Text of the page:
Science Model

Paper Towel Testing: Instructional Overview

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The teaching strategy for Paper Towel Testing is based on teams of 3 - 4 students working cooperatively to solve a simple problem using a systematic approach of their own design.  The problem is to determine which of four common brands of paper towels has the best (a) absorbancy and (b) wet strength.  Each of these qualities must first be operationally defined by the team.  Then they must proceed to develop a plan for comparing each brand on the trait variable they are testing. 
 

Teams operate like a consumer testing laboratory to rank order each of the four brands of towels according to absorbancy or wet strength.  Half of the teams assess absorbancy while the other half assess wet strength.  Then each team reports its results.  Comparisons can be made across teams, and consistency of results will be obvious.
 
This task should require about four sessions.  The first session introduces the question of whether there are variations in absorbancy and wet strength among different brands of paper towels.  Advertising claims are compared, and personal preferences discussed.  Each team receives a data sheet that provides space for describing the test and results.  Designing a good test can be an overnight assignment.  Performing the tests can take place in the second session.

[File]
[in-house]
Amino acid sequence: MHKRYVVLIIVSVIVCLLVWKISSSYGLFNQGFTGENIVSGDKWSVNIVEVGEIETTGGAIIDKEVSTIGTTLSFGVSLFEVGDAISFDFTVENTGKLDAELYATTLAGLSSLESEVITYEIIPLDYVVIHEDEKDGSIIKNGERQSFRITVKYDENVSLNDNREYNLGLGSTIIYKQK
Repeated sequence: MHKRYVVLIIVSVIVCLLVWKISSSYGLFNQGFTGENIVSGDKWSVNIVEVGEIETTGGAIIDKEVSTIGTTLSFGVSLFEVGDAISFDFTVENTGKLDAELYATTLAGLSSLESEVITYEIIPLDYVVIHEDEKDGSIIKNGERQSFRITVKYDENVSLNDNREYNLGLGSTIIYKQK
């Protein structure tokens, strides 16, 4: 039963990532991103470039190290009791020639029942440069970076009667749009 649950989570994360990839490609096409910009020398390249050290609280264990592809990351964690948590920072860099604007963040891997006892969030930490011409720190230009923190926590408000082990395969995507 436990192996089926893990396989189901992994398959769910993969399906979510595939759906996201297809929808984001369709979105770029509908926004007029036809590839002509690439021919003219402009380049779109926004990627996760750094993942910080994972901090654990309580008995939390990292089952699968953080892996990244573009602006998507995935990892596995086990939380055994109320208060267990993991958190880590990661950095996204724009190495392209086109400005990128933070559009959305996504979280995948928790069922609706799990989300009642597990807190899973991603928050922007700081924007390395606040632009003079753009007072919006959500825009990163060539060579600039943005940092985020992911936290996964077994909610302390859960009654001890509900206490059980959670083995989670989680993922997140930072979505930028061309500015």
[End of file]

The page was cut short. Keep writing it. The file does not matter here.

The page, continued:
The second session provides for performing the test and discussing results.  Comparing the rankings of each test by anonymous brand letters shows whether different tests yielded similar results.  Follow-up experiments can be proposed.

The third session allows for follow-up experiments.  Once again the class can see whether one brand of paper towel is consistently "better" in absorbing or remaining strong when wet.

The fourth session brings in cost of purchasing a roll of each brand of paper towels.  Cost per sheet is an important construct, since some rolls contain more individual paper towels than others.  To determine the "best buy", each team must calculate the cost per sheet and then factor in the relative absorbancy and wet strength.

Each session should end with conclusions and implications for what results say about performance and cost.  The final session should conclude with the "so what" question of which brand is the best buy, given the reasons we purchase paper towels.  Learners may then inform the grocery shopper in their families as to wise choices from a consumer viewpoint.  Sometimes this differs from advertising claims.